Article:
Kristen Dragotto, A&E Editor

Abortion has always been a hot topic in the news, but this topic has become quite the controversial issue as the “Missouri Stands for the Unborn Act,” becomes a reality in our own backyard.

With St. Louis now becoming the home to only operating abortion clinic in the state of Missouri, it is evident that conservatives are more concerned with keeping their moral values than the well beings of others.

Pro-Lifers state that they are valuing life but fail to see the repercussions that belief can bring. The value of life they hold is placed on the unborn fetus rather than the woman who is carrying it. This ideology of the woman being less valuable is more than evident in the bill that was written to ban abortions in Missouri. The bill only makes exceptions for medical emergencies and fails to make exceptions for incidents of rape and incest—the two other exceptions that most conservatives will make when the topic of abortion is brought up.

Even if the bill was amended to allow exceptions for rape and incest, it still does not make it any better. By making rape an exception it would force the survivor to come forward, and where would you draw the line? Would the woman need a conviction, a police report or a rape kit? How is a woman expected to prove her pregnancy wasn’t by consensual actions, when most sexual assault survivors are not comfortable coming forward because the way the judicial system treats sexual assault.

The question that needs to be asked is why do exceptions have to be made at all? Why should a woman have to disclose her reasoning for wanting to end a pregnancy? She shouldn’t.

The truth of the matter is that banning abortions won’t make them go away. Women who want or need an abortion will find a way to get the procedure done. They will travel to another state or obtain one illegally.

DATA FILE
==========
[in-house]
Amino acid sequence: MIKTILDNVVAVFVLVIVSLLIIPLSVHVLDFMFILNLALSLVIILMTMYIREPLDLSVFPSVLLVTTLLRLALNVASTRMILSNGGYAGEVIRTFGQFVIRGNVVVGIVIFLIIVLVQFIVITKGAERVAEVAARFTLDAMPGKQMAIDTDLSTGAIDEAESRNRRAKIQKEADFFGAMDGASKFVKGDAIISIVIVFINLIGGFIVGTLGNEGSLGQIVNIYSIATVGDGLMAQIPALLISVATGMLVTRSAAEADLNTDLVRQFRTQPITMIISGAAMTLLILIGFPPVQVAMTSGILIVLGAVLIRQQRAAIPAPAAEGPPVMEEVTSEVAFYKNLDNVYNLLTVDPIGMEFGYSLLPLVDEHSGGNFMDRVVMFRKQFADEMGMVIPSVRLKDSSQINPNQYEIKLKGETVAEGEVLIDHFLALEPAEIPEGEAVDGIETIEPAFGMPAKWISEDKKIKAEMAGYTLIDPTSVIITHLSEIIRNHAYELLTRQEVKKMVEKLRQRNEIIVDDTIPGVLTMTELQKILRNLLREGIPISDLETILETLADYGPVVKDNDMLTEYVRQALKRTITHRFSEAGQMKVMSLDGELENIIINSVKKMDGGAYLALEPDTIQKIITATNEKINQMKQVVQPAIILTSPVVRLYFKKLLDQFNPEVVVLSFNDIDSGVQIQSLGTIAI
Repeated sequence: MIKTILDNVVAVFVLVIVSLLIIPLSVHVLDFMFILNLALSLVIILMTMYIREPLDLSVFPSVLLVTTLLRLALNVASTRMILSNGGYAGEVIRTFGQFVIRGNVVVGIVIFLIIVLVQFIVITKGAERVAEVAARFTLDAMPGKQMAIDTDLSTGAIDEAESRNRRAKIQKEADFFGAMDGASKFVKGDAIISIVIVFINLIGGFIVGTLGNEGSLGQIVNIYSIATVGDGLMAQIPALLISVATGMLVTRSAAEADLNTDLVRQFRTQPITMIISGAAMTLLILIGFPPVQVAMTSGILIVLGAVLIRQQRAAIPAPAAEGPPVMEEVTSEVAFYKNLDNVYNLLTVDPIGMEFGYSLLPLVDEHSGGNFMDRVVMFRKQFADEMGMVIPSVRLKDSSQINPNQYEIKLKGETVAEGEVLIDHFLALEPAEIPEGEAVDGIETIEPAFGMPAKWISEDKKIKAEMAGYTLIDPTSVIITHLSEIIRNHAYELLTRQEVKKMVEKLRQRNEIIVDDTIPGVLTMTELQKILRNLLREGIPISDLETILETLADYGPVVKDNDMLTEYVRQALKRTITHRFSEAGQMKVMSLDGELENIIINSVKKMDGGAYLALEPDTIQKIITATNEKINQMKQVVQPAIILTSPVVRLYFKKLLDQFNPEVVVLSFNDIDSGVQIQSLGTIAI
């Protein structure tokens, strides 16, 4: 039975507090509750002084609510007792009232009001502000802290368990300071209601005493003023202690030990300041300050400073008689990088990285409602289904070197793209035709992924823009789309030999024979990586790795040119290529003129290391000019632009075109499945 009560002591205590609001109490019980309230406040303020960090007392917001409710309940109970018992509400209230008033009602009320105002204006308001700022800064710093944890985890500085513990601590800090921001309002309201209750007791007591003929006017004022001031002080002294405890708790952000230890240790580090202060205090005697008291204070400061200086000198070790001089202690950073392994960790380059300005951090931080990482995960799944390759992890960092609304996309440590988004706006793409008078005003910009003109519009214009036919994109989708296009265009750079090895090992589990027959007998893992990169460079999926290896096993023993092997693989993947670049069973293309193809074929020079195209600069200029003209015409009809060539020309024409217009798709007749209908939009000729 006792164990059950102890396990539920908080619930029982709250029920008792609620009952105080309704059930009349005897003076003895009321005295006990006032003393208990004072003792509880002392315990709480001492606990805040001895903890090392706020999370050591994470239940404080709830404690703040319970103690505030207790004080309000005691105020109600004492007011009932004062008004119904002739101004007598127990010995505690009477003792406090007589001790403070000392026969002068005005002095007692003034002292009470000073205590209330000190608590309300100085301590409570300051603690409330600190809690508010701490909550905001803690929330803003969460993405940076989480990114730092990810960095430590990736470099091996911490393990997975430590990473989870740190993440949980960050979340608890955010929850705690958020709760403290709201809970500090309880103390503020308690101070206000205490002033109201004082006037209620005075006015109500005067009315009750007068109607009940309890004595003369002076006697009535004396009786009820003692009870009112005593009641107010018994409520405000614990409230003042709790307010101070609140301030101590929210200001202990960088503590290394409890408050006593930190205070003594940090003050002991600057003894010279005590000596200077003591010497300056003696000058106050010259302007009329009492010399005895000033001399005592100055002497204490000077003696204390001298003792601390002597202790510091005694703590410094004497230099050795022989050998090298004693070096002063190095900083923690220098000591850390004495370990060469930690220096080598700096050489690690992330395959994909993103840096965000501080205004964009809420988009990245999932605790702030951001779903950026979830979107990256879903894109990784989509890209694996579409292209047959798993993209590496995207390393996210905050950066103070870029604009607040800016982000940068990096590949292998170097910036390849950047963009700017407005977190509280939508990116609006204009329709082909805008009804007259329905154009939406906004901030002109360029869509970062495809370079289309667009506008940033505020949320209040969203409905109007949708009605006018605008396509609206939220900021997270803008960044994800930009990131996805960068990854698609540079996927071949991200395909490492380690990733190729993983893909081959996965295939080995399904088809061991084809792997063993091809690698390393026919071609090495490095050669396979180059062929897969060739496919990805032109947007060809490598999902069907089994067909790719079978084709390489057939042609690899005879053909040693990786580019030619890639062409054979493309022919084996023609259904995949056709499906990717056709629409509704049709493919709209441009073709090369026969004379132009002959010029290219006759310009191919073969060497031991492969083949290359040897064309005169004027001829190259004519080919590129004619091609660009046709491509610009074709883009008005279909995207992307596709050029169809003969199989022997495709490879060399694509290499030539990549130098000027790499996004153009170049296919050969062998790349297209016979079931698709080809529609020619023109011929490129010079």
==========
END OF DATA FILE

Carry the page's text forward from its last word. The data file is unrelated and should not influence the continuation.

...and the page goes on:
The sad truth is that making abortions illegal and not accessible only makes it more dangerous—for the woman and the fetus. In the 1960s through the 1980s abortions were impossible to get and a lot of women died or had major health complications because of unsanitary conditions and lack of training by the person doing the procedure. Women were unable to seek proper medical attention after the fact, because if they sought the medical attention, they needed they could face criminal charges. We have come so far from that- why go back to it now?

I am not enthused by the idea of abortion, but I would rather it be safe and accessible than putting the lives of others at risk. I also do not feel it is anyone’s place to tell a woman what to do with her body. What I find even more frustrating about the situation is that conservatives fail in wanting to give woman access to proper reproductive health care. Adequate access to birth control methods would help eliminate the number of abortions needed.

Being anti-abortion does not mean you inherently support abortions; it supports agency over an individual’s body and the right to adequate health care. Allowing women to decide what happens to their bodies and giving them the opportunity to have it done in a safe and sterile setting is their right. Women should be able to make the decision without persecution or judgement.